You’ve likely never heard of the hyper-exclusive, and hyper-economical smartphone, the OnePlus One. That is unless you’re pretty cozy in the tech world or have a friend who has one.
What makes the OnePlus One so exclusive? It’s certainly not the price, which starts at $299 for their 16 GB model, but rather that for a long time one could only buy the phone with an invitation. The OnePlus One’s progenitor, a small smartphone manufacturing startup known as OnePlus, used this odd model of distribution for what we suspect had more to do with generating buzz then it did staying on top of production as TechRadar says.
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A close friend of mine spent months scavenging through forums, calling up distant social contacts, and waiting in agony trying to get an invite for the OnePlus One. I was admittedly skeptical about the hype, but after interacting with the phone I can say that her hunt was worth the effort.
Aside from it’s incredibly sleek and modern design, the device is top notch when it comes to technical specs. Boasting an Adreno 330, 578MHz processor, 3 GB of RAM, and a Gorilla Glass screen and 13 megapixel rear camera, the OnePlus One has all the organs of a top performing android phone.
Running a modified open source version of Android called Cyanogen 11s, the operating system allows a nearly infinite amount of options to customize, modify and enhance the One Plus One’s features, security and performance.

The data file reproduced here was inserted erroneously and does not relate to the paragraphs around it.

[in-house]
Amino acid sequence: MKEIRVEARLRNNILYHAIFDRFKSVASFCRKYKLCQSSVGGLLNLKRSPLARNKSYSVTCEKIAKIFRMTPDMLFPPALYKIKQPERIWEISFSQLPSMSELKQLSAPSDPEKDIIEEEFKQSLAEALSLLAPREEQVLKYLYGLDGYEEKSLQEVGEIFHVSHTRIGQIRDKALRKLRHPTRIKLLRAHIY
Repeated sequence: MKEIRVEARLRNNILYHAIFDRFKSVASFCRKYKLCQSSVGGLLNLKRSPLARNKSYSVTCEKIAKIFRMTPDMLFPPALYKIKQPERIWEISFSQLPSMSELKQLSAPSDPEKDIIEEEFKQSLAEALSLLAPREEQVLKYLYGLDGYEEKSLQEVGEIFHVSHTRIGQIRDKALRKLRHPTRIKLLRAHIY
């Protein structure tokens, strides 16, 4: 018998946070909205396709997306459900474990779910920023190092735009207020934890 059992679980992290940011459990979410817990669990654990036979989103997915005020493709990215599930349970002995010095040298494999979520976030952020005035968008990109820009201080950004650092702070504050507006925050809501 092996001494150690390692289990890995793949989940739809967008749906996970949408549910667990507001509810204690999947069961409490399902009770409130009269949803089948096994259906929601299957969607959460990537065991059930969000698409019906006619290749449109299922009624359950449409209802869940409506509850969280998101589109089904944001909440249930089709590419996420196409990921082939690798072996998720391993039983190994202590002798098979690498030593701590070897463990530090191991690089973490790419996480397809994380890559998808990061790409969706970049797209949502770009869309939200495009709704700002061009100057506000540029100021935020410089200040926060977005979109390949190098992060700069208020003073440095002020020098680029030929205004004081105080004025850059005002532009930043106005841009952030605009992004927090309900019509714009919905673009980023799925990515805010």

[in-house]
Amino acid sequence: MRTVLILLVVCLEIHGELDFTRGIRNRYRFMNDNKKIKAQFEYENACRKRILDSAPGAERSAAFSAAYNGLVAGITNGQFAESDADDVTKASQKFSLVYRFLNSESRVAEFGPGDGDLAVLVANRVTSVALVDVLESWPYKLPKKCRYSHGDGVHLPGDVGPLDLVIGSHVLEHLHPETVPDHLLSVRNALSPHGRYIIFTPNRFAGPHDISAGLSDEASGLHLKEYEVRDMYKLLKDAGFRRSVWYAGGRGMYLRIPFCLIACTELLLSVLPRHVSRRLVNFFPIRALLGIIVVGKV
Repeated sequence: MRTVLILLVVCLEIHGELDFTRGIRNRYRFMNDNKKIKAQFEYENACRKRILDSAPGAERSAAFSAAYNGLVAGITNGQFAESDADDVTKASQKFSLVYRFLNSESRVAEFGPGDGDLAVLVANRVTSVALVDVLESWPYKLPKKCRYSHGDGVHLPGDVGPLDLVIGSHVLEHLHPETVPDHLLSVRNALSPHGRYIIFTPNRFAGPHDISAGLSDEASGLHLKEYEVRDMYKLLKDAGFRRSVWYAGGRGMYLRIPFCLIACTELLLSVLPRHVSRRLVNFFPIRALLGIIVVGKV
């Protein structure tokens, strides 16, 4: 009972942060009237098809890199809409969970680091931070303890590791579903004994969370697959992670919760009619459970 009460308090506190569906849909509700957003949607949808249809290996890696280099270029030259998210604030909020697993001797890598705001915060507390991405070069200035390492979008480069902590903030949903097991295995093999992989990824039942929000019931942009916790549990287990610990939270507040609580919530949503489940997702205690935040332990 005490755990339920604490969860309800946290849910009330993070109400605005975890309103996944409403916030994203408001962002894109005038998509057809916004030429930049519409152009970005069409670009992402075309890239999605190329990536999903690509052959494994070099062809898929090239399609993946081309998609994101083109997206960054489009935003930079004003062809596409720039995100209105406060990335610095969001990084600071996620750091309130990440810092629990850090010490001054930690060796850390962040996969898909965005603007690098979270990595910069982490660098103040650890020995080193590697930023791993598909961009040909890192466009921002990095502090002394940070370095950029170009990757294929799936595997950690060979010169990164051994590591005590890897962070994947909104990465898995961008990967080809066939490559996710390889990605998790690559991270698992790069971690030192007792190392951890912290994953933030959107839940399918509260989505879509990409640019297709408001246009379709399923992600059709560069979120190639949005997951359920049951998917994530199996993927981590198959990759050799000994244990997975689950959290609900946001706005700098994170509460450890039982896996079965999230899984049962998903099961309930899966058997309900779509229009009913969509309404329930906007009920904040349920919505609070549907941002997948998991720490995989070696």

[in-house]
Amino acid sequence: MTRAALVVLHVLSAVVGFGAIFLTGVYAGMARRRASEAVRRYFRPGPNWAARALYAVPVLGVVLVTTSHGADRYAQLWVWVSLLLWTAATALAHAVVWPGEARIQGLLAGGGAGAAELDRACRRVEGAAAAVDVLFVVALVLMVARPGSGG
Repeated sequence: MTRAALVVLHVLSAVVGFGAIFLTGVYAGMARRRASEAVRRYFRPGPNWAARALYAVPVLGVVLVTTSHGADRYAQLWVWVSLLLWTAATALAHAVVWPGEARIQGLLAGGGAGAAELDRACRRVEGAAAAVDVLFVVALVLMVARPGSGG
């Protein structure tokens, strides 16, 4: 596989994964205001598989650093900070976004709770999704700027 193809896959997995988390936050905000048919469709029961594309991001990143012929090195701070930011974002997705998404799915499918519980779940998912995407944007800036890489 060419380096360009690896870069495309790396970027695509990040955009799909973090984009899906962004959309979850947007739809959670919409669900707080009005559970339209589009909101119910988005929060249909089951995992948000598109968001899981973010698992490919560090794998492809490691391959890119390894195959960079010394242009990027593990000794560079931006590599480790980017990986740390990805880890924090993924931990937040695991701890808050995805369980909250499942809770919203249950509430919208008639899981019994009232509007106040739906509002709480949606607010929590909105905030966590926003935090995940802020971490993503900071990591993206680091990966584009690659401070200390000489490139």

If all of this sounds pretty spectacular to you, then we have good news: OnePlus announced that in addition to it’s invitation system, for 24 hours every tuesday the company would allow anyone to order the phone.
“Although we have an active and supportive fanbase, a lot of people have interest in the One but have told us that it’s just too difficult to buy,” OnePlus wrote in its blog. “We believe that great things should be shared. Thus, it’s been our goal from the beginning to put our products into the hands of as many people as possible.”
Is there anything wrong with the OnePlus One? Nothing is perfect and this phone is no exception. Some have complained about it’s screen size, it’s lack of fancy features, the inability to manually upgrade the phone’s storage and battery, and OnePlus’ spotty customer service.
These things aside though, the OnePlus One is an amazing product that can’t be beat, purely because of it’s extremely low cost. If you’re looking to upgrade and are willing to give a pretty unknown company and it’s super exclusive and elusive phone a chance, then maybe you should buy the OnePlus One. Just make sure it’s a Tuesday